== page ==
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Water Today Title August 4, 2020

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Advisory of the Day



This story is brought to you in part by Borrum Energy Solutions

By Ronan O'Doherty

An airport in the town of La Ronge has been under a Do Not Consume advisory since February 13th due to higher than acceptable levels of the chemicals PFOA and PFOS.

Transport Canada, who used to own the airport, contacted the municipality, who are now responsible for running it, to ask if they could perform some tests.

"They are looking across the country and they see that they used a chemical in their fire retardant process that has been judged as a contaminant in Canada," said Stephen Conway, Chief Administrative Officer for the Town of La Ronge, "Because of that, Transport Canada asked if they could drill holes where they used this fire suppressant on test sites."

Tests were performed at the well on-site and the results showed a noticeable contamination with PFAS, despite the chemicals not being used there since 2002 at the latest.

The Environmental Protection Agency lists the chemicals as, "Fluorinated organic chemicals that are part of a larger group of chemicals referred to as perfluoroalkyl substances (PFASs). PFOA and PFOS have been the most extensively produced and studied of these chemicals. They have been used to make carpets, clothing, fabrics for furniture, paper packaging for food and other materials (e.g., cookware) that are resistant to water, grease or stains. They are also used for firefighting at airfields and in a number of industrial processes."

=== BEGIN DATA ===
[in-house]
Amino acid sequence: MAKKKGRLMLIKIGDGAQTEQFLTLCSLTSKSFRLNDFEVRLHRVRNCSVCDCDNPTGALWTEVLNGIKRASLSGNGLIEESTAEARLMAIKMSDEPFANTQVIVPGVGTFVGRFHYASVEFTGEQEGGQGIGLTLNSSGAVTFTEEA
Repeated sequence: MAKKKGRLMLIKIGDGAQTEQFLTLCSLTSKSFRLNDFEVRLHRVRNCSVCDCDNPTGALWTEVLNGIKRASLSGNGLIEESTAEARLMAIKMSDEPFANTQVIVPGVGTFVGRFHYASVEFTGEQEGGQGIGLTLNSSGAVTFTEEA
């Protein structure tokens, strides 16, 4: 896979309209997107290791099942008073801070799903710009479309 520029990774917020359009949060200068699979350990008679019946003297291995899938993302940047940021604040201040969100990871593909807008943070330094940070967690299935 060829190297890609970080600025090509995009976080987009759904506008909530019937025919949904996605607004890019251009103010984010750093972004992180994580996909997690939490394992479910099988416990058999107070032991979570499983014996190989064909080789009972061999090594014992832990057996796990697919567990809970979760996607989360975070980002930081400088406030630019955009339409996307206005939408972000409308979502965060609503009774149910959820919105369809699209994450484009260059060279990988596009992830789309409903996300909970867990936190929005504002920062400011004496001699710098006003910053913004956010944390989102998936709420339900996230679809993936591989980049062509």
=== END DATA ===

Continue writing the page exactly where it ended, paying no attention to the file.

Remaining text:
Although the effects of PFAS on humans haven't been extensively studied, tests on animals have found that those exposed to PFAS at high levels saw changes in the function of the liver, thyroid, pancreas and hormone levels.

The contaminated well in question was servicing the garage in addition to the airport terminal, so on the advice of the Mamawetan Churchill River Regional Health Authority, a Do Not Consume advisory was issued and the drinking water supply was shut off.

"We started doing a lot of anecdotal research," said Conway, "and found out that the well is located beside our maintenance garage. When Transport Canada owned the site it was a big pit. They used to put diesel in it and burn it and put fire retardant on it to put it out. So, we think the contamination could be from the site right beside the well."

Conway said that the town has written to Transport Canada in detailed form, chronologically describing what happened, what they are seeing with test results and including the anecdotal evidence.

"We're adamant that this gets solved. It's something we inherited and we want it solved," he said.

According to a news bulletin on Transport Canada's website that discusses their plan to test airports that they have previously owned for PFAS, "Transport Canada will share all results with the transferred airport operators and will offer guidance on possible next steps."

However, Transport Canada responded to this reporter's request for information by saying, "The environmental condition of La Ronge Airport along with all on-site sampling and investigation activities is the responsibility of the Town of La Ronge as the airport operator. It is up to the airport operator to determine their next steps."

A request for other airports which might be similarly affected has been filed with Transport Canada's Access to Information and Privacy branch.


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